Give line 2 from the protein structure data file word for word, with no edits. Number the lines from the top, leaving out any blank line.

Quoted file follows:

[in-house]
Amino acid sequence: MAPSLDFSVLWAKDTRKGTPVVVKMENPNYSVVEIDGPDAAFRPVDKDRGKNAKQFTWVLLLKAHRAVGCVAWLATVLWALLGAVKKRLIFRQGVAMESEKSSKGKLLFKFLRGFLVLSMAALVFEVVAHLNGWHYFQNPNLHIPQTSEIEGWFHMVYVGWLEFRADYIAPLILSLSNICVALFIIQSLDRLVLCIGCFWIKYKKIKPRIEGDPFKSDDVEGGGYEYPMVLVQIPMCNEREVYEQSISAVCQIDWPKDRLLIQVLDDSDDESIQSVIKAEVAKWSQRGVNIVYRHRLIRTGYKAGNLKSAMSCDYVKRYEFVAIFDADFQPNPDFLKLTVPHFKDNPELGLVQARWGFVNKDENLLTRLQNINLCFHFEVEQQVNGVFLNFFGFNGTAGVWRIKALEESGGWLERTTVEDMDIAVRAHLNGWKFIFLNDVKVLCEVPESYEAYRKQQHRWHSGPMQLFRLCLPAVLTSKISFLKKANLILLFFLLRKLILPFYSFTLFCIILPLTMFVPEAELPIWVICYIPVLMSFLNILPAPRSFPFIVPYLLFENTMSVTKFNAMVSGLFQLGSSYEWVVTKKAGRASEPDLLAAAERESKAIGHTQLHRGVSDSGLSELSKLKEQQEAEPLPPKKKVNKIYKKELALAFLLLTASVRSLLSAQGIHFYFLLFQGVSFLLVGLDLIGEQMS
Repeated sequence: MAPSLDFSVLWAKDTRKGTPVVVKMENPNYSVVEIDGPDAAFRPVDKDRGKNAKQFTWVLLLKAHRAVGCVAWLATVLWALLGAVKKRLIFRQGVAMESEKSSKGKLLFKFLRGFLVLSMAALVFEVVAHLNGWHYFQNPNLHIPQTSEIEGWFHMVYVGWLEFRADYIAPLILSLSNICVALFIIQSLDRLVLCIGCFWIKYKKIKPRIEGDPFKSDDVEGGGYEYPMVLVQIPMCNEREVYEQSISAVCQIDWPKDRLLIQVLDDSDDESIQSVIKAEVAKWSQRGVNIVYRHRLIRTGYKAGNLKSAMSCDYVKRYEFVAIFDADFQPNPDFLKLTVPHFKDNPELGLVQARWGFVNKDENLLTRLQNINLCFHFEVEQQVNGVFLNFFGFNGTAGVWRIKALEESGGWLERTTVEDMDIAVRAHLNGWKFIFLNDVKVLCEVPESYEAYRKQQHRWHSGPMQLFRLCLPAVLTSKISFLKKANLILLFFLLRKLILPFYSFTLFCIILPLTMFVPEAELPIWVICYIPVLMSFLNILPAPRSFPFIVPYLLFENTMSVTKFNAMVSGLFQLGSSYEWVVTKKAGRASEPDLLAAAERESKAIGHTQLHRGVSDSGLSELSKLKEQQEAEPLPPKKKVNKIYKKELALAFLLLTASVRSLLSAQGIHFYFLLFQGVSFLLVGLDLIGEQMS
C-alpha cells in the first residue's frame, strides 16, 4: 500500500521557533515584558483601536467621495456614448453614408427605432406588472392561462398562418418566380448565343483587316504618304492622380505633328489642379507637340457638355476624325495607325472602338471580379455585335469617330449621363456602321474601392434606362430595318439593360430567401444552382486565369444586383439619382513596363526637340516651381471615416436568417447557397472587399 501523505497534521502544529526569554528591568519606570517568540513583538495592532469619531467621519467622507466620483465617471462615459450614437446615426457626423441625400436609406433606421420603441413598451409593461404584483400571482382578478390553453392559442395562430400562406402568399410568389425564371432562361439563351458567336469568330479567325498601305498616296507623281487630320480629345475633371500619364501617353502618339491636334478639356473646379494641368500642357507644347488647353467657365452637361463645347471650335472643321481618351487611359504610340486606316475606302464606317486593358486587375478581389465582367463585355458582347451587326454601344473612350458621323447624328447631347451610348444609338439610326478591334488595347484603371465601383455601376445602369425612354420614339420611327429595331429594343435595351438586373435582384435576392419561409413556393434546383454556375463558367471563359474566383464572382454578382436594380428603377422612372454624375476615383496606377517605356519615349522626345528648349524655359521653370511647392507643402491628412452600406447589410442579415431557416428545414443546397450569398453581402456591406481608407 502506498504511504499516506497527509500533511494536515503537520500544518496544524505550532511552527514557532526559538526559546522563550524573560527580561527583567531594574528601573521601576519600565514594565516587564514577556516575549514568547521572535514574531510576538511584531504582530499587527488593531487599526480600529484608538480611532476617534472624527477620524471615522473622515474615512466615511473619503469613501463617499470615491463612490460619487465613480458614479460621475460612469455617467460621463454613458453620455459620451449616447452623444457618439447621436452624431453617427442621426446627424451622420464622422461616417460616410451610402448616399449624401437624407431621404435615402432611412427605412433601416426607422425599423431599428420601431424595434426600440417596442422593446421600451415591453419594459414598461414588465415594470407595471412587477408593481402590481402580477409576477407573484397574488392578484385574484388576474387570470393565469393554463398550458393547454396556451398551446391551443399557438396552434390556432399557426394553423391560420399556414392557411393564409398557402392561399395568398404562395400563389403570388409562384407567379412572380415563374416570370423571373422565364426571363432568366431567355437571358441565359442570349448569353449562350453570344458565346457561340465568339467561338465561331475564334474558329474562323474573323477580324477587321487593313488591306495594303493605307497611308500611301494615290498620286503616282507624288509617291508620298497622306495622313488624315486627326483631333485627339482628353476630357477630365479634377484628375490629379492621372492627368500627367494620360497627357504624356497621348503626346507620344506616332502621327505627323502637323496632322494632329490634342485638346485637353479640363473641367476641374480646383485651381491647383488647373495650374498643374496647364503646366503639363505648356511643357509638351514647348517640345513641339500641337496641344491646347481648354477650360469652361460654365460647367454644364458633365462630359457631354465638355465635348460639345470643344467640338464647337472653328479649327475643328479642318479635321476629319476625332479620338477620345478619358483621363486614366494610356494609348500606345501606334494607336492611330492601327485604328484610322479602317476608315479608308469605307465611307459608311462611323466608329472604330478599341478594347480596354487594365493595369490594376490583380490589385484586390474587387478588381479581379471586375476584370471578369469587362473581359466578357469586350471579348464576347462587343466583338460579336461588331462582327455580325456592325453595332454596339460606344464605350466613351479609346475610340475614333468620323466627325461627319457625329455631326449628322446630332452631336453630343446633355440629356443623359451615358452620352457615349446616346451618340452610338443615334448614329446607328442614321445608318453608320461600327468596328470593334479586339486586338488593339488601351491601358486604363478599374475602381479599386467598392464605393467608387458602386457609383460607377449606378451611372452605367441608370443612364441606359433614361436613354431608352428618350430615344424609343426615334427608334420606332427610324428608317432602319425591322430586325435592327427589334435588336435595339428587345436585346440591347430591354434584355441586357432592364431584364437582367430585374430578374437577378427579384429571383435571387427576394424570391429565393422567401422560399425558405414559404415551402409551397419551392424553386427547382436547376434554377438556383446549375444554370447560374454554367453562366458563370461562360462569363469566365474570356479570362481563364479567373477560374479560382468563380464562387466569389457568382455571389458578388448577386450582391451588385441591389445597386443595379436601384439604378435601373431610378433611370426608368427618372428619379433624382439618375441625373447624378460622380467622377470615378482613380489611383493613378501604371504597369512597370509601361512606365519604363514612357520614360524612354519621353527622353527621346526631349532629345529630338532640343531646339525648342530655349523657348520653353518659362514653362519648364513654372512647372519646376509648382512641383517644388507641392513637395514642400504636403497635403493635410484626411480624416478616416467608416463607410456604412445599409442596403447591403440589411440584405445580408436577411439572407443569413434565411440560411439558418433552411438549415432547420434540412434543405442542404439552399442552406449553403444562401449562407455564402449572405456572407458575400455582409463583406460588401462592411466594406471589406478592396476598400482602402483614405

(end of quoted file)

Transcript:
Amino acid sequence: MAPSLDFSVLWAKDTRKGTPVVVKMENPNYSVVEIDGPDAAFRPVDKDRGKNAKQFTWVLLLKAHRAVGCVAWLATVLWALLGAVKKRLIFRQGVAMESEKSSKGKLLFKFLRGFLVLSMAALVFEVVAHLNGWHYFQNPNLHIPQTSEIEGWFHMVYVGWLEFRADYIAPLILSLSNICVALFIIQSLDRLVLCIGCFWIKYKKIKPRIEGDPFKSDDVEGGGYEYPMVLVQIPMCNEREVYEQSISAVCQIDWPKDRLLIQVLDDSDDESIQSVIKAEVAKWSQRGVNIVYRHRLIRTGYKAGNLKSAMSCDYVKRYEFVAIFDADFQPNPDFLKLTVPHFKDNPELGLVQARWGFVNKDENLLTRLQNINLCFHFEVEQQVNGVFLNFFGFNGTAGVWRIKALEESGGWLERTTVEDMDIAVRAHLNGWKFIFLNDVKVLCEVPESYEAYRKQQHRWHSGPMQLFRLCLPAVLTSKISFLKKANLILLFFLLRKLILPFYSFTLFCIILPLTMFVPEAELPIWVICYIPVLMSFLNILPAPRSFPFIVPYLLFENTMSVTKFNAMVSGLFQLGSSYEWVVTKKAGRASEPDLLAAAERESKAIGHTQLHRGVSDSGLSELSKLKEQQEAEPLPPKKKVNKIYKKELALAFLLLTASVRSLLSAQGIHFYFLLFQGVSFLLVGLDLIGEQMS